• It decreases energy in the ovaries, making them unable to carry out the momentous task of ovulation

How do you know if you’re ovulating? 

Regular periods are usually a sign that you are ovulating, but the best way to know if you’ve ovulated is to check for the physical signs of ovulation. Irregular periods may mean that you ovulate occasionally or not at all.

You can have an anovulatory cycle (which means no ovulation) but you will still bleed. So in truth, having a period is NOT a definite sign of ovulation.

A great way to increase body literacy is to use a period app. Period apps allow you to chart your signs and it’s as close as our beloved cell phones!

To know if you’ve ovulated, you are looking for:

  • Fertile mucus-this is a unique type of vaginal discharge that looks and feels like raw egg white.  It’s clear, stretchy and slippery. Youll usually see it 2-3 days before you ovulate.
  • Mittelschmerz is the official name for pain with ovulation. It’s usually a dull but noticeable pain on one side of the lower abdomen. It doesn’t last long but is a sign that the egg is bursting out of the follicle.
  • A change in your basal body temperature (BBT) can be a sign of ovulation. You can measure your BBT by taking your temperature first thing in the morning, right after you wake up. After you finish ovulation, it rises slightly, here’s why: Your BBT changes throughout your cycle as fluctuations in hormone levels occur. During the first half of your cycle, estrogen dominates. During the second half of your cycle (once ovulation has occurred), there is a surge in progesterone. Progesterone increases your body temperature. Your BBT will reach its lowest point at ovulation and then rise immediately and dramatically (about a half a degree) as soon as ovulation occurs. This may take several months of charting to become familiar with it and can be tricky for those with hypothyroidism because of naturally lower body temperature. (BBT is also a great way to keep track of your thyroid health)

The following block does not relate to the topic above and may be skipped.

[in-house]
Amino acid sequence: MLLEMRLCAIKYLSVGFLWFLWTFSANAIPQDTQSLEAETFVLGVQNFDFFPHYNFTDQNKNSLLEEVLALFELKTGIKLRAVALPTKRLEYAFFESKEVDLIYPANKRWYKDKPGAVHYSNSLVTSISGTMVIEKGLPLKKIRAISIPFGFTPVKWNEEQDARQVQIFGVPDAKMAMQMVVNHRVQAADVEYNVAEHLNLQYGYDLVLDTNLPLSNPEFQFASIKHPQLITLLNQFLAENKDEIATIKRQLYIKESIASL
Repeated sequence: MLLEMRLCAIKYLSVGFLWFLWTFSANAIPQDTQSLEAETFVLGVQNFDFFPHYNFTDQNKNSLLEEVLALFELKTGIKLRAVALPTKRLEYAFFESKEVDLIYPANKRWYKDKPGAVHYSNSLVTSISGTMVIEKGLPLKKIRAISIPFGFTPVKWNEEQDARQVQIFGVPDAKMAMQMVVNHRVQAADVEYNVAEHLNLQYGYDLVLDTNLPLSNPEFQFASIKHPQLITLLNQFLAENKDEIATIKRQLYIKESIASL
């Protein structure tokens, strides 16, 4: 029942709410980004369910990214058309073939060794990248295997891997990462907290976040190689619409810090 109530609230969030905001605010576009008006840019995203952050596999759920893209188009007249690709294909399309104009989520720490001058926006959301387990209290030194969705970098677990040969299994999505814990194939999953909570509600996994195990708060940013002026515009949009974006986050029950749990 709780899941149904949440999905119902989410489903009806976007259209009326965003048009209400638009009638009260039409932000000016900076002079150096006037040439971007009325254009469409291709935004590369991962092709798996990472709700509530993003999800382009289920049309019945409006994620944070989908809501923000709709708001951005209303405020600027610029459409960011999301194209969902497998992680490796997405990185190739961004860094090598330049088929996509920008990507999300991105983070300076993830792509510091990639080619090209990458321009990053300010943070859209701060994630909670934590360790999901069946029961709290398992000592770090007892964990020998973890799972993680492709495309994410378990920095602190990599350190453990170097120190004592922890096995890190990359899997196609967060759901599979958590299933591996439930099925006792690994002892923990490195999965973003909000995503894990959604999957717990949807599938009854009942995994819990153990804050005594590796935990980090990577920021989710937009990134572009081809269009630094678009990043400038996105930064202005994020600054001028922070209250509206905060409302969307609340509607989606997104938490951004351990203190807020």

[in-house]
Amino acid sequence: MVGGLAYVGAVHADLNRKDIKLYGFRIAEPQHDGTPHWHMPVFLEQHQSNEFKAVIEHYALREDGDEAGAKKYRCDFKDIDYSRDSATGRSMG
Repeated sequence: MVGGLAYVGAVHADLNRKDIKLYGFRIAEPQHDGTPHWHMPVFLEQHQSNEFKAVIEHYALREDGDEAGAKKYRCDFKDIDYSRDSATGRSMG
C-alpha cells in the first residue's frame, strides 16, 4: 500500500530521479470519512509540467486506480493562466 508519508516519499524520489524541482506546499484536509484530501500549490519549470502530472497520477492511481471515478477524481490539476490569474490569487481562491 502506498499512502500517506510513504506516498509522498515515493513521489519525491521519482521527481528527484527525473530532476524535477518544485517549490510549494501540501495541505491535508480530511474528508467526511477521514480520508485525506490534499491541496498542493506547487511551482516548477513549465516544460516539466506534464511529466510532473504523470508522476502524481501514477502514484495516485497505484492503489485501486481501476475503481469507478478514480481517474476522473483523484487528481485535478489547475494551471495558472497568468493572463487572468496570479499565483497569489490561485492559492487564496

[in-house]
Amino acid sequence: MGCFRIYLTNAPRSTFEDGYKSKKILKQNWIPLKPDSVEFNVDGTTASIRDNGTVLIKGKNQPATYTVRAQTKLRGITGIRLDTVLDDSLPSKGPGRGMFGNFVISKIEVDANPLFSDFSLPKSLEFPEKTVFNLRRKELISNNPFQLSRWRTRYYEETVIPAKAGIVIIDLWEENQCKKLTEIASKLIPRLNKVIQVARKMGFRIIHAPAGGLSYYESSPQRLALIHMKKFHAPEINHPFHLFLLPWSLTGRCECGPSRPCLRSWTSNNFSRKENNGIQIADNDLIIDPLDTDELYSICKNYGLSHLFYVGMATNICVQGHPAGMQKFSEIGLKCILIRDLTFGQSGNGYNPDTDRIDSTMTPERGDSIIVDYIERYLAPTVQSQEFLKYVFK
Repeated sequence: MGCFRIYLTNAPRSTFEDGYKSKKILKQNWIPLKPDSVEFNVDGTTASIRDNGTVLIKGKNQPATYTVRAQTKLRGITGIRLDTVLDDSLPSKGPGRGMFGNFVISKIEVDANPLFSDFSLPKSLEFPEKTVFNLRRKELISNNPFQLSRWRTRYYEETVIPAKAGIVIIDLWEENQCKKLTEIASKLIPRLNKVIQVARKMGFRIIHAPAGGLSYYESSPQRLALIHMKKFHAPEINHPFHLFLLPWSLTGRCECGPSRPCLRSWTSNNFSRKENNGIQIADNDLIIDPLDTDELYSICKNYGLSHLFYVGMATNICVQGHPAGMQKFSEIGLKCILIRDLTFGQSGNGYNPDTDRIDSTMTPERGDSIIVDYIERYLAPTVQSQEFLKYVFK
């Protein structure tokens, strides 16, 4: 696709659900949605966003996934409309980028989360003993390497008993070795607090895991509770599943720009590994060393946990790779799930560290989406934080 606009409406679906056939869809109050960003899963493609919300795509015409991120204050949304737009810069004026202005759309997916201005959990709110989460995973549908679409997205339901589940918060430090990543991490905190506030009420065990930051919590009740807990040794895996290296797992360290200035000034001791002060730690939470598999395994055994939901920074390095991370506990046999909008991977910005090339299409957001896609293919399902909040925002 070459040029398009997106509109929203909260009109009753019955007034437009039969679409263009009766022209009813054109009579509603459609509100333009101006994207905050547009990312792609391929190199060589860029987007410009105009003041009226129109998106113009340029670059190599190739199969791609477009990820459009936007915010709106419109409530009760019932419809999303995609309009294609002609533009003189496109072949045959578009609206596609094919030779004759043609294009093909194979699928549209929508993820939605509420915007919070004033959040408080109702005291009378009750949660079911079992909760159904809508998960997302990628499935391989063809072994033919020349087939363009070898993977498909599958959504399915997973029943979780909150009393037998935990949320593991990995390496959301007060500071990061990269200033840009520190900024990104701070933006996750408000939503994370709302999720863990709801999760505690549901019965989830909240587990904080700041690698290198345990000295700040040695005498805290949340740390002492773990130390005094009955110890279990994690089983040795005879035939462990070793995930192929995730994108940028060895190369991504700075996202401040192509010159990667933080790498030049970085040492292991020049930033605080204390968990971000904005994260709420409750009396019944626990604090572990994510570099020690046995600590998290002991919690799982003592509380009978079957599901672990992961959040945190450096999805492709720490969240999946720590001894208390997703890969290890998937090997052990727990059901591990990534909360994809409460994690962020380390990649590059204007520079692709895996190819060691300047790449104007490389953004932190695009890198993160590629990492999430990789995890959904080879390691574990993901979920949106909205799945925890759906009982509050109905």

• Ovulation test strips- these work by detecting and measuring luteinizing hormone (LH). This is the hormone that causes your body to release the egg each month, also known as ovulation. Your body produces a small amount of LH during your cycle, but your body produces a much higher amount halfway through your cycle. A positive result means you will ovulate in the next three days.

“I believe that you can be trusted with your own health when given evidence-based options, in a supportive environment, by a caring practitioner” ~Maria Claps


Maria Claps is a Certified Holistic Health Coach, Functional Diagnostic Nutrition Practitioner and is trained in the Gottfried Protocol for helping women balance their hormones. She coaches clients in her central NJ office and all over the country. She’s also a mom to four grown children. Please check out Nourish & Flourish with Maria at her website, NourishandFlourishHealth.com. Let her knowledge of health, nutrition, and hormones help you by making a personal consultation appointment with her, HERE. Be sure to follow her on Twitter and tune-in to her wonderful scopes on Periscope.

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 Questions or anything to ask Maria about ovulation and your thyroid? We’d love your thoughts in the comments section